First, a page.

Deadheading Flowers to Encourage Growth
What is Deadheading?
Deadheading is a term in gardening where the spent flowers are removed from the flower plant to both keep the plant in shape and to encourage new growth. By deadheading a flowering plant, the plant will focus its energy on creating new flowers rather than any seed pods for reproduction.
Deadheading can be done in two obvious ways:
- Pinching Off: Using your fingers, pinch off the spent blooms at the base of the stem where the flower comes to the branch.
- Using Gardening Shears: For thicker stems such as roses, the use of garden shears will work better.
See below for specific deadheading tips for different flowers.
Different Ways to Deadhead Flowers
There are many different ways to deadhead flowers, each depending on the species of flower being taken care of.
For bulb flowers, including tulips, narcissus and hyacinth, deadheading involves cutting the flower at the base of the stem. This can be done before the flower is completely spent, giving a chance to enjoy the blooms indoors in a flower vase or in a display with other flowers.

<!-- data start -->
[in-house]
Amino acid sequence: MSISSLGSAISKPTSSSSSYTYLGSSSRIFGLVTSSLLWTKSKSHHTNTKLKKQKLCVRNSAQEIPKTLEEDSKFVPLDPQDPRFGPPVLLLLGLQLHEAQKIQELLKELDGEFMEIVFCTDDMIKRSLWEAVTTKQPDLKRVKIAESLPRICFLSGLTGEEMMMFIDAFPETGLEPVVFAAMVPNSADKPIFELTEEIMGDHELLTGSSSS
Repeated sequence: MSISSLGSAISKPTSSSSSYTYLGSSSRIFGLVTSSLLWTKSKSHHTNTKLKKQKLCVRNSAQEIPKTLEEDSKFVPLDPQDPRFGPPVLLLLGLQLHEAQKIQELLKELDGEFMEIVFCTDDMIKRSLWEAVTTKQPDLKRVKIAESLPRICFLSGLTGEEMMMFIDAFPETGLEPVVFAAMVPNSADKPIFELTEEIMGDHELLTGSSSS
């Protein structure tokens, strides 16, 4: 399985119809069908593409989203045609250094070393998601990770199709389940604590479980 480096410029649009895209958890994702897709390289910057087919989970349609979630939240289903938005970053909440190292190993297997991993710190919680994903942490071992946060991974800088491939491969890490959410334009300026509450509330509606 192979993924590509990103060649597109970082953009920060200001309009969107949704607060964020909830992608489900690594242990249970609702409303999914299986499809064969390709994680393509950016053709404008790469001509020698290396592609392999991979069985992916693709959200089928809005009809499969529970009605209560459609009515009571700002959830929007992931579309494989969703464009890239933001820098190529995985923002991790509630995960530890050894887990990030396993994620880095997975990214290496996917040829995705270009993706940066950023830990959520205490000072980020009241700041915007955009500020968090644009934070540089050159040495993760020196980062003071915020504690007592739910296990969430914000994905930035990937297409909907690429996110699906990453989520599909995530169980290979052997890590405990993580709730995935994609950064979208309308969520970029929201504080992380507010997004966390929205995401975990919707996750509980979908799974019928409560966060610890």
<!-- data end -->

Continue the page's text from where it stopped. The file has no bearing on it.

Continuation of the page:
Marigolds, petunias and geraniums are very popular in garden beds and in hanging baskets. Marigolds can be pinched off at the base of the stem and petunias and geraniums can be pinched off where an entire grouping of flowers is spent.
Rhododendrons and azaleas are very similar plants and require a special handling. Pruning these shrubs regularly and deadheading on a regular basis will keep this plant looking its best.
Roses should be also pruned and deadheaded regularly. Pruning and deadheading involve similar actions. Cutting the spent bloom or trimming the bush requires clean, sharp garden shears to make nice, even, clean cuts. Making good cuts ensure no fungal growth will develop in the cuts themselves, as roses are prone to fungal attacks.
What is Deadheading? Different Ways to Do It.
- Pruning and Dead-Heading Rhododendrons - Rhododendron.org
How to properly prune and deadhead rhododendrons.
- Deadheading Roses - Rose Magazine
Find out all about deadheading roses from Rose Magazine.